Cultivating Creativity

“Gluten-free” has forced me to new frontiers of culinary creativity. During the first summer of my gluten-free life, I kept a photographic diary of the many experimental foods I prepared – all beautiful and delicious in their own ways. Alfredo Primavera with Oregano Smashed Potatoes, anyone?

Developing Empathy

Going gluten-free has given me increased awareness of issues faced by people with allergies, which helps me empathize with them, watch out for cross-contamination issues, and make creative substitutions when necessary.

Anticipating Eternity

Above all, this challenge is a constant reminder to anticipate Heaven – my true home, where there will no longer be sickness, pain, or death. It’s oh-so-easy to get comfortable with the many privileges I enjoy here on earth – to settle for the less-than-optimal simply because the highest-and-best is shrouded in mystery.

That’s not to say this journey is always easy; it certainly has its challenges. Eating gluten when you shouldn’t can cause malnutrition issues, and that takes time to heal. Explaining to coworkers that there’s nothing on the menu that’s safe for you at the restaurant they picked can be awkward. Traveling often requires more planning to identify “safe” places to eat. Yet life is full of challenges, and challenges spur growth, and growth makes us stronger people. I would pick this challenge over so many others any day.

Some Practical (and Philosophical) Advice

For those who are confronting a gluten-free leap of their own, or who are supporting loved ones in that position, there are two things I would offer – some practical advice, and some philosophical advice.

Speaking practically: The first rule of gluten-free creativity is that things that don’t have gluten won’t behave like things that do. Wheat will be wheat, and rice will be rice – so it’s not fair to expect rice to act like wheat! The best entry place for a gluten-free life may be to explore cooking with the multitudinous wonderful things that are naturally gluten-free.

In terms of baking, most things that were full of gluten can be made gluten-free, but there will not necessarily be one gluten-free flour substitution that works equally well in place of wheat in all recipes. It is a lot of fun to get to know the personalities of rice, buckwheat, quinoa, cassava, coconut, tigernut, teff, and many other gluten-free flours. They all have their strengths and weaknesses, just like wheat, rye, barley, spelt, or other gluten-full flours do.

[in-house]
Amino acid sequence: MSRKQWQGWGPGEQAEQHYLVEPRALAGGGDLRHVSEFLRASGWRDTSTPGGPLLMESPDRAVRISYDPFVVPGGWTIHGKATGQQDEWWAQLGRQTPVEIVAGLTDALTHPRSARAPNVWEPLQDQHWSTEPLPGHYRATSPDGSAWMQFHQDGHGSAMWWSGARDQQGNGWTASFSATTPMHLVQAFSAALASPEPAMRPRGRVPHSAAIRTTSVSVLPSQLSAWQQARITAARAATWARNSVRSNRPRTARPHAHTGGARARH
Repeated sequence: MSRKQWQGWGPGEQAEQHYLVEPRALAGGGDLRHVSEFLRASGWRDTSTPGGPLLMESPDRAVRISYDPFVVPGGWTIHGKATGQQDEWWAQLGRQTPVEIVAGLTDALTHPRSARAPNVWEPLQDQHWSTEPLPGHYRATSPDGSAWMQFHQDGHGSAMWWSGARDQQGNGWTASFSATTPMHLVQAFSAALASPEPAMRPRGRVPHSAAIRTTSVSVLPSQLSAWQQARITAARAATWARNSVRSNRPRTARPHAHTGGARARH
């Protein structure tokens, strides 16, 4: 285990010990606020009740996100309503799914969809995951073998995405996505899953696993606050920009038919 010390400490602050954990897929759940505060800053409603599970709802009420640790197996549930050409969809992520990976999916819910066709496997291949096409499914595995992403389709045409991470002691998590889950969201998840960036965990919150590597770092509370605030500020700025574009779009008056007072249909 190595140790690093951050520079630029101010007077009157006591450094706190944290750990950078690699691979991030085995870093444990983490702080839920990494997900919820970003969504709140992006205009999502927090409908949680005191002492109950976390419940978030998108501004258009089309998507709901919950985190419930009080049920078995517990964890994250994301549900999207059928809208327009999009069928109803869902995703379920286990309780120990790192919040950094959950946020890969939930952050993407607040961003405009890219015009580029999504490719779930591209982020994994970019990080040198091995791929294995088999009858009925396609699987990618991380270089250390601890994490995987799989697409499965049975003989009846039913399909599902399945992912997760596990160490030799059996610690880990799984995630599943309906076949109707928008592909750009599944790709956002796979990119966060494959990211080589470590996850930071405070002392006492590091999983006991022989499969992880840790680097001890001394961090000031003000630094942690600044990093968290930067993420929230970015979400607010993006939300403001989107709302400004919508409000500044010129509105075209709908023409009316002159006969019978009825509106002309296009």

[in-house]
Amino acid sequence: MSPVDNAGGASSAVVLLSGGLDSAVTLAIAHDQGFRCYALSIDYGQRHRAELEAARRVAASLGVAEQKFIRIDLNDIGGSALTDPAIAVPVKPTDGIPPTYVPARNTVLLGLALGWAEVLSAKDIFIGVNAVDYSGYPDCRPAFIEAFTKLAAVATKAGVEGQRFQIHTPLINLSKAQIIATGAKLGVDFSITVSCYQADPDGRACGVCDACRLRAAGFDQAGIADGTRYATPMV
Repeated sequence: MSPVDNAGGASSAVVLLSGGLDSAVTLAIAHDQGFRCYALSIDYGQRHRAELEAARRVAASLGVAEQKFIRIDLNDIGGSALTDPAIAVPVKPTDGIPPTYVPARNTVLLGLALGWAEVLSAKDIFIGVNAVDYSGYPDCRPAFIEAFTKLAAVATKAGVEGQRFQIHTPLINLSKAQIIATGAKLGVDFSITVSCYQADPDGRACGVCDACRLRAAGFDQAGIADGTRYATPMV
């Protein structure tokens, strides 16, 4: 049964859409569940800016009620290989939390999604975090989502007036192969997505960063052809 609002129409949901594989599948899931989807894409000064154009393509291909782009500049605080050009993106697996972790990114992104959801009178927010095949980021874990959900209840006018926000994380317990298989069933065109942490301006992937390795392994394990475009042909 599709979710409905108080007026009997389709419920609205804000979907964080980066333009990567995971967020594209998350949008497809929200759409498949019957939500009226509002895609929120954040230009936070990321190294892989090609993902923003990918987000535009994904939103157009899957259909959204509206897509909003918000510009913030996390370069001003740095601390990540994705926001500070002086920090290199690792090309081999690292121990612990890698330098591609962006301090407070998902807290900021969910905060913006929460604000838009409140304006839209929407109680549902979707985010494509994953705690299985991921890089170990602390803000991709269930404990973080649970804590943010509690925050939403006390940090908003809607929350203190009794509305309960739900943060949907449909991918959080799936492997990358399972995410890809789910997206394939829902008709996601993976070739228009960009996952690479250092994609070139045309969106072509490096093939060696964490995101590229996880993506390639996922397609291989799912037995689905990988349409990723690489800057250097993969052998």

Speaking philosophically: God often brings unexpected twists and turns in our lives. The older I get, the more I realize that those surprises, welcome or unwelcome, ultimately lead me into a more beautiful path than any I could have ever dreamed of.

“For my thoughts are not your thoughts, neither are your ways my ways, declares the LORD. For as the heavens are higher than the earth, so are my ways higher than your ways and my thoughts than your thoughts.” (Isaiah 55:8-9)

“Now to him who is able to do far more abundantly than all that we ask or think, according to the power at work within us, to him be glory in the church and in Christ Jesus throughout all generations, forever and ever. Amen.” (Ephesians 3:20-21)

Author: Margaret Gassner

Margaret (Freeland) Gassner graduated from Hillsdale College with a B.A. in Accounting and German. She returned home to the Pacific Northwest, where she works in the estate, gift, and trust tax group at a large accounting firm. When she’s not at work, you might find her outside hiking or in the kitchen testing a new recipe. She and her husband also enjoy running a small Airbnb and contributing to the hospitality ministries of their local church.